This paper deals with two life stages of pharmaceuticals: their distribution and their use. It examines how global and local processes increase the use of pharmaceuticals in Cotonou, the economic capital of Benin. During anthropological research between 2005 and 2007, I studied the link between information from health professionals practicing in Cotonou and ‘traditional’ knowledge passing from generation to generation. The intertwinement of these two sources of information constitutes popular knowledge about health, disease and the use of medicines. The commercial character of pharmaceuticals and their form of delivery also play an important role in the current use of pharmaceuticals. These different factors, which have local and global characteristics, lead to a high intake of pharmaceuticals, mostly through self-medication. I discuss how this arises and consider the implications of such medication use in health care.

[drug use, pharmaceuticals intake, popular knowledge, local, global, self-medication, commodification, Benin]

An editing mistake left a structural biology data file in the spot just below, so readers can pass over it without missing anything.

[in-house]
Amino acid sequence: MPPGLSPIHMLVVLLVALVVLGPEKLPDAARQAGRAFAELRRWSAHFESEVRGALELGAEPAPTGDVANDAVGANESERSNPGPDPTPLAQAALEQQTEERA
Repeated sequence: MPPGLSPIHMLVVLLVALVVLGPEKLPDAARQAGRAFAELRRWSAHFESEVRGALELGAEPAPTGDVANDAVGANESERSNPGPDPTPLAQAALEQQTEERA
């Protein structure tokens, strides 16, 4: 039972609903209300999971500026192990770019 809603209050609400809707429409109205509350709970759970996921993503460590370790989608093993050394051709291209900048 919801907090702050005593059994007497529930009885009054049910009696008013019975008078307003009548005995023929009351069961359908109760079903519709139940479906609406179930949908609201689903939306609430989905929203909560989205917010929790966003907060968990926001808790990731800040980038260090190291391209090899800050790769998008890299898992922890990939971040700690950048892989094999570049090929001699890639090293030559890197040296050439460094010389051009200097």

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Forms of resistance to medications within New Zealand households

Although considerable research documents resistance to medicines, much of this focuses on specific types of medication, particularly psychotropic medication, and seeks to classify users of medication, frequently as resisters or rejecters. However, this research tends to overlook the varieties and subtleties of resistance to medications that can occur. In this paper, we explore the varied forms of resistance to medications reported by lay people taking diverse forms of medication. Data were gathered within fifty-five diverse households using multiple methods. Findings document the wide range of ways that medications are resisted. These are discussed in terms of the variability of resistance, its functionality and the logic of care that resistances can manifest.

[medications, drugs, households, resistance, medication-taking, New Zealand]

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Non-theme articles

Attentive care in a hospital: Towards an empirical ethics of care